26 April 2018
Euthanasia/ Assisted Suicide
What does it mean to have respect for life? The Catholic church proclaims that, “human life is sacred and that the dignity of the human person is the foundation of a moral vision for society” (“Life and Dignity of the Human Person.” ). This short statement holds a significant amount of truths and beliefs that are the foundations of living a Catholic lifestyle. In contrary, the church also states that “In our society, human life is under direct attack” (“Life and Dignity of the Human Person.” ). This means that although we believe everyone should participate in this idea of respect for life, there are things that counteract it. Abortion, domestic violence, human trafficking, stem cell research and human cloning are just a few of the ways human life is being attacked. One specific topic that is becoming more popular and more destructive everyday is euthanasia and physician assisted suicide.
Euthanasia can be defined as “the act of causing or permitting the death of sick individuals to eliminate suffering” (“Religions - Christianity: Euthanasia.”). Physician assisted suicide is similar in that it allows the death of an individual to eliminate suffering however, it is done with the help of a physician. Both of these acts are not acceptable under the Catholic church because they do not show respect for life. Evangelium Vitae, Gospel of Life (1995), states specifically “Whatever is opposed to life itself, such as any type of murder, genocide, abortion, euthanasia, or wilful self-destruction, whatever violates the integrity of the human person, such as mutilation, torments inflicted on body or mind, attempts to coerce the will itself; ..all these things and others like them are infamies indeed”. It also says “they poison human society, and they do more harm to those who practise them than to those who suffer from the injury. Moreover, they are a supreme dishonour to the Creator”. Based on this statement one can understand that these acts do not do any good in society because they do not follow the belief that “human life is sacred and that the dignity of the human person is the foundation of a moral vision for society”.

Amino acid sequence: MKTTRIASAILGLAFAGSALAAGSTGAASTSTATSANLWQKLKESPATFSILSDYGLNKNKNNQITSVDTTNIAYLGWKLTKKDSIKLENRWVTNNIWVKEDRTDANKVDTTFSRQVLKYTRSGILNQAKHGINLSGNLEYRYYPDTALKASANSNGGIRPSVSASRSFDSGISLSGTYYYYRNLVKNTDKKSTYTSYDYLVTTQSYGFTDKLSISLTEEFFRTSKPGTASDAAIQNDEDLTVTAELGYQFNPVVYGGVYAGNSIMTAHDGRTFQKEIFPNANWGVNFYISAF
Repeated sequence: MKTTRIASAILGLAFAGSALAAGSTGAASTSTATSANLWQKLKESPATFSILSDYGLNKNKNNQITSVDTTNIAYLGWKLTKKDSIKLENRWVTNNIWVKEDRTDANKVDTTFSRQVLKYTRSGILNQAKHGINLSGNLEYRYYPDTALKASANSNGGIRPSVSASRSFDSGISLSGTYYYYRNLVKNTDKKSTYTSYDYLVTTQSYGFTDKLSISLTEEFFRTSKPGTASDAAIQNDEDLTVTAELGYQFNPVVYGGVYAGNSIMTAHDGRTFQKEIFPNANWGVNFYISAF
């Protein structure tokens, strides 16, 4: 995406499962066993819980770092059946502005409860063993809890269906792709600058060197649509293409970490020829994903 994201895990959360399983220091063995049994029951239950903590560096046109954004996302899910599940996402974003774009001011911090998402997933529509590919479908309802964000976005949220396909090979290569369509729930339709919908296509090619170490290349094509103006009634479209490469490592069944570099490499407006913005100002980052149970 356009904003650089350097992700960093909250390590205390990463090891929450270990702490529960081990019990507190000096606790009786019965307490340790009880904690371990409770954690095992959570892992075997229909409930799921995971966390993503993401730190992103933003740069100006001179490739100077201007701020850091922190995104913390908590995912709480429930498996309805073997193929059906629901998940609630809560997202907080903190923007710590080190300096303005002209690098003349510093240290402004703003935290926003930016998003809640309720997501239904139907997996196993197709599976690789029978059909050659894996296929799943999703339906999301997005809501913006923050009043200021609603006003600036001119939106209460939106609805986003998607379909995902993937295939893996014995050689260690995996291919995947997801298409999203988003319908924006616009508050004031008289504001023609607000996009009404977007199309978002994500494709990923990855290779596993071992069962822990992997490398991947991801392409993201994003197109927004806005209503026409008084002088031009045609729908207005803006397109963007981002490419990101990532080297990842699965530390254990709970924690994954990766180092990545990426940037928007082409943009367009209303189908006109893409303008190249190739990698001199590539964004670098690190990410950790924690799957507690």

As shown above, the church is against these acts, and although a shock to most, so is the medical profession. The American Medical Association holds that, “physician-assisted suicide is fundamentally incompatible with the physician's role as healer” (“What's at Stake?”). The AMA, along with the American Nurses Association, American Psychiatric Association and dozens of other medical groups, even suggested to the Supreme Court in 1997 to uphold laws against assisted suicide. They argued that the power to assist in taking patients’ lives is “a power that most health care professionals do not want and could not control” ( “What's at Stake?”). Even with this proclamation from the medical field there are still six states that have legalized the act...